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Recycling // Plastics

What Are Eco-Friendly Plastics and How Are They Recycled?

Recognizing the environmental detriment of petroleum-based plastics, companies are switching over to eco-friendly plastics. But how are they recycled?

RoadRunner | December 14, 2023


Our society’s relationship with plastic is complicated. Over 100 years, the man-made, petroleum-based polymer has gone from miracle material to environmental villain.

The status quo for decades, a recent shifting in consumer preference, advancement in materials sciences and legislation protecting the Earth have given rise to a world of “eco-friendly” plastics. From packaging to the products themselves, bio-based, biodegradable and recycled materials are finding purchase.

While considered an exciting and positive development by most, the recycling process for these products isn’t as simple as “green means go.” With new, sustainable materials come new rules for recycling—and you’ll need to learn them fast. 

Conventional Plastics vs. The World

Since plastic first hit the mainstream in the 1950s, the world has produced over 8.3 billion metric tons of it. And because plastic is engineered not to break down, the great majority of it is still around today.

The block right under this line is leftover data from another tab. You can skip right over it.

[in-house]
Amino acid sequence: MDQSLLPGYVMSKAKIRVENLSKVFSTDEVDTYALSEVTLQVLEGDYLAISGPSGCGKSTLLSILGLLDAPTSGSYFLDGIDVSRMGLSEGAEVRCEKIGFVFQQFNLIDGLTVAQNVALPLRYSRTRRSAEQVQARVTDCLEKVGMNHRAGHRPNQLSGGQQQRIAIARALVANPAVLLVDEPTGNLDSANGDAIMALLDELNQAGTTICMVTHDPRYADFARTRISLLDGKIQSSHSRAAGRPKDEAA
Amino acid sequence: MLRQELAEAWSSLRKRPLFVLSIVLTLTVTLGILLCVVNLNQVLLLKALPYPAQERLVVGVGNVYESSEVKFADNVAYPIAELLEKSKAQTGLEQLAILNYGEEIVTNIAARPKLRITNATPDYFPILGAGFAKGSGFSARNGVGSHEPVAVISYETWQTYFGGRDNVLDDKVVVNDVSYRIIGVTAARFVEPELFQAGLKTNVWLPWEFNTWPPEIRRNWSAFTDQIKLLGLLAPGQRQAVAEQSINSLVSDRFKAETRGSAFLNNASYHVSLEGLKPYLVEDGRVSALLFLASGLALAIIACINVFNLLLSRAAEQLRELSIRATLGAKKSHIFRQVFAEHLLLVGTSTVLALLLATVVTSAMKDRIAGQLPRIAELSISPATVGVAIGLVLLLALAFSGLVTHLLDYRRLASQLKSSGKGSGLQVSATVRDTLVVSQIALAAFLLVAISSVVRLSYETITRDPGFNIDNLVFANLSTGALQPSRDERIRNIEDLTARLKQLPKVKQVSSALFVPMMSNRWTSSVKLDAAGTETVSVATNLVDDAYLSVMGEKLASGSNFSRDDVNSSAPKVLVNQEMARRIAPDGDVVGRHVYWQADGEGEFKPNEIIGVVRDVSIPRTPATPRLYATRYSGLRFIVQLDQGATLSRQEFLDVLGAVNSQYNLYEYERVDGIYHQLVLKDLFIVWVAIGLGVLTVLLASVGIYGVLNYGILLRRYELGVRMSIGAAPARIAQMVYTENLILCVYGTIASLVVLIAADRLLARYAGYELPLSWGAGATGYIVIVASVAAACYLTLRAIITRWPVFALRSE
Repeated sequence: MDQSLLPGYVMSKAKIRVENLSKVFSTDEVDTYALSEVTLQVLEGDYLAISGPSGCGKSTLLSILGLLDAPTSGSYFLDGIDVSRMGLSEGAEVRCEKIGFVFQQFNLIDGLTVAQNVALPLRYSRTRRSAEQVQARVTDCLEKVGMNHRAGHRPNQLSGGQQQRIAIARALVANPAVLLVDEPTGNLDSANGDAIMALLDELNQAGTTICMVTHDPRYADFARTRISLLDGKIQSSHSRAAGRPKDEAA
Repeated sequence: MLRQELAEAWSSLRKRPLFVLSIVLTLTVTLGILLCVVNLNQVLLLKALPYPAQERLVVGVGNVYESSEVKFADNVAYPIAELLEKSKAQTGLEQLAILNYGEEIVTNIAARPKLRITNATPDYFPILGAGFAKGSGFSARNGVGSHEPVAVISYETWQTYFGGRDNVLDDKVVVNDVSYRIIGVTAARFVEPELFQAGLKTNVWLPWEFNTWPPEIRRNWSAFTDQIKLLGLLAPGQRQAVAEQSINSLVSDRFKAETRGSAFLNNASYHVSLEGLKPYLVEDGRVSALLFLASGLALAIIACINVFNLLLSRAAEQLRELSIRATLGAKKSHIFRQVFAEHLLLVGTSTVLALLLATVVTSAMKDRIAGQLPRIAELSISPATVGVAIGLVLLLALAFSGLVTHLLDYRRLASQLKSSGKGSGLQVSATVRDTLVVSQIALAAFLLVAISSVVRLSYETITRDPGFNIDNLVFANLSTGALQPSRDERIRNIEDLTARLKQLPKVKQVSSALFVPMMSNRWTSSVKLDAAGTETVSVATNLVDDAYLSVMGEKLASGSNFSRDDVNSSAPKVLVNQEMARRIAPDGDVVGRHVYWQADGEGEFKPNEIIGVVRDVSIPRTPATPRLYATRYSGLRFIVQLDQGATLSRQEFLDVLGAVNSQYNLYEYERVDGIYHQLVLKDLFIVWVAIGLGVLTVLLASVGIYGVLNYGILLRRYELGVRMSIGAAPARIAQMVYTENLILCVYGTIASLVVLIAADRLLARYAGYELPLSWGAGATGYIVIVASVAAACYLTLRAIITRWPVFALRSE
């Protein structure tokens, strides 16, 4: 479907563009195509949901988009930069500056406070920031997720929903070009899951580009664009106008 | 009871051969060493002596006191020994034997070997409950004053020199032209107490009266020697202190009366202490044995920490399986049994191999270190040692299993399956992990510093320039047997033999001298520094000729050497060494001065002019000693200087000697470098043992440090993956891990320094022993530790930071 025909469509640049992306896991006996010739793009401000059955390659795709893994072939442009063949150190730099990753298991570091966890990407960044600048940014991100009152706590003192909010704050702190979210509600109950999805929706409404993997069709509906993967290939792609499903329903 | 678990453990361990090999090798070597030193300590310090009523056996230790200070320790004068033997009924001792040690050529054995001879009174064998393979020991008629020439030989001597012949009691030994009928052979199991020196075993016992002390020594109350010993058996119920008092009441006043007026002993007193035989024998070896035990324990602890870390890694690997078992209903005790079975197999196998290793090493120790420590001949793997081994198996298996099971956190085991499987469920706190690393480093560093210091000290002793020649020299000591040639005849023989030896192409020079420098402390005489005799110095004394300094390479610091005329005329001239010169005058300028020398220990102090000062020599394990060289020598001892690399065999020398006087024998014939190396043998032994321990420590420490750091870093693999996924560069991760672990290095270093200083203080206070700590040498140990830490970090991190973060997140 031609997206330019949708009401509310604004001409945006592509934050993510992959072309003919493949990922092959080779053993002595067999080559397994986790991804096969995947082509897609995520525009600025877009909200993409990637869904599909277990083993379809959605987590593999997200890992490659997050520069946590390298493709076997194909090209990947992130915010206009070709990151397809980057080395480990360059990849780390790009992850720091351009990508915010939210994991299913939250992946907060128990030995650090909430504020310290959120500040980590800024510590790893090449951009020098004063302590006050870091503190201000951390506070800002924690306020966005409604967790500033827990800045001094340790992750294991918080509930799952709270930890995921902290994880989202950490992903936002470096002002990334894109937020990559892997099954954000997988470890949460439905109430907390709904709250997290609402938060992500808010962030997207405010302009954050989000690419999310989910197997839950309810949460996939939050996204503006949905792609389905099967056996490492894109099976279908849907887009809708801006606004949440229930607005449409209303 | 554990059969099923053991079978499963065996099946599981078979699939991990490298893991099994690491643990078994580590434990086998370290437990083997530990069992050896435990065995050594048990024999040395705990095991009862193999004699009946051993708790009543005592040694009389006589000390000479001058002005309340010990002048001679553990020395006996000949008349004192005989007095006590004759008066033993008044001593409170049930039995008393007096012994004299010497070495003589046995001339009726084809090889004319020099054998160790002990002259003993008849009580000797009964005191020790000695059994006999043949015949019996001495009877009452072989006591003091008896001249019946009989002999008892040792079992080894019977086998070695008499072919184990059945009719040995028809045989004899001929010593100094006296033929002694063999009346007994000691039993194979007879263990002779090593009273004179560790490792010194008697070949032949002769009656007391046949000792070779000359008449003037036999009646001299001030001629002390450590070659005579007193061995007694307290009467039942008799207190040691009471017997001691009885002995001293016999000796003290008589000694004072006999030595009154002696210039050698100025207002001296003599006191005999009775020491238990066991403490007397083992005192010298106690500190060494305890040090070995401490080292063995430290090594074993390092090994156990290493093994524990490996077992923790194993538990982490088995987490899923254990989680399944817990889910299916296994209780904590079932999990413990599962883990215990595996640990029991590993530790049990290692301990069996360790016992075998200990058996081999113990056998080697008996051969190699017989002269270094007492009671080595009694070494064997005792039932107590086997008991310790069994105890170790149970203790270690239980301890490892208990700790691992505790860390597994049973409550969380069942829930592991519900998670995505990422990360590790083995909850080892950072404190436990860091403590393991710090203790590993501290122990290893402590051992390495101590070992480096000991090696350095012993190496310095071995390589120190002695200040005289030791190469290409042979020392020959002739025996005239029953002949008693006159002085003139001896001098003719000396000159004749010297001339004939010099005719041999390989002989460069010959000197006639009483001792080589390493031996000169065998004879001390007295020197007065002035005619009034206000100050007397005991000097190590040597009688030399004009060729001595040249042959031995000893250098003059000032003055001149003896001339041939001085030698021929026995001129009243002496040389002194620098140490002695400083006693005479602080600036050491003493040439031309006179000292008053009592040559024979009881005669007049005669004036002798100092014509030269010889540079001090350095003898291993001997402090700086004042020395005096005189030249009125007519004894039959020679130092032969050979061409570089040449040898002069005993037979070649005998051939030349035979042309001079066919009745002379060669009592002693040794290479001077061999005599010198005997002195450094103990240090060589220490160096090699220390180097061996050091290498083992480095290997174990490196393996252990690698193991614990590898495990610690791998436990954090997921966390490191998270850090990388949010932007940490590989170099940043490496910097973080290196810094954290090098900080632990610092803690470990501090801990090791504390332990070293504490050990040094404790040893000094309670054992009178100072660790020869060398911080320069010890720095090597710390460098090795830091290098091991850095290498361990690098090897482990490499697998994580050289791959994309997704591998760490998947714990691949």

A 2022 study from the U.S. Department of Energy estimated that 86% of plastic waste is sent to landfills, 9% is incinerated to produce power and only 5% is recycled.

Astoundingly, some suggest this number will double by 2050, ballooning to 756 million metric tons per year.

However, this forecast could be drastically affected by a rather dynamic variable: Human conscience. 

Making inroads on the traditional petrochemical plastic industry, the biodegradable or “eco-friendly” plastic market hit $3.27 billion in 2019 and is expected to grow 9.4% YoY, effectively doubling by 2027. This could be accelerated even further by legislation and government mandates that restrict the production and usage of virgin plastics, as well as consumer attitudes toward more sustainable alternatives.

[Here is how RoadRunner's RecycleMORE™ program can work for your business]

What Are Eco-Friendly Plastics?

Sensing the souring of consumers on freshly pressed petrochemical plastics, companies around the planet are shifting their products and packaging to a host of “eco-friendly” plastics. But what does that phrase mean?

By definition, eco-friendly plastics refer to a group of engineered polymers designed to break down or be recycled in a circular fashion. Generally, this group breaks out into three categories: bioplastics, biodegradable plastics and recycled plastics.


Bioplastics are a family of polymers created with renewable resources and capable of breaking down naturally. Bio-based (also known as “plant-based”) plastics include starch-based material derived from potatoes or corn, polylactic acid (PLA), polyhydroxyalkanoate (PHA) and innovative new materials like Notpla, a solution made from seaweed.

One of these in particular, PLA (derived from corn), is rapidly gaining acceptance with producers. This material only uses one-third of the energy to produce compared to traditional plastics, emits 70% less greenhouse gasses when degrading in landfill and reduces overall emissions by 25% or more.

Biodegradable Plastics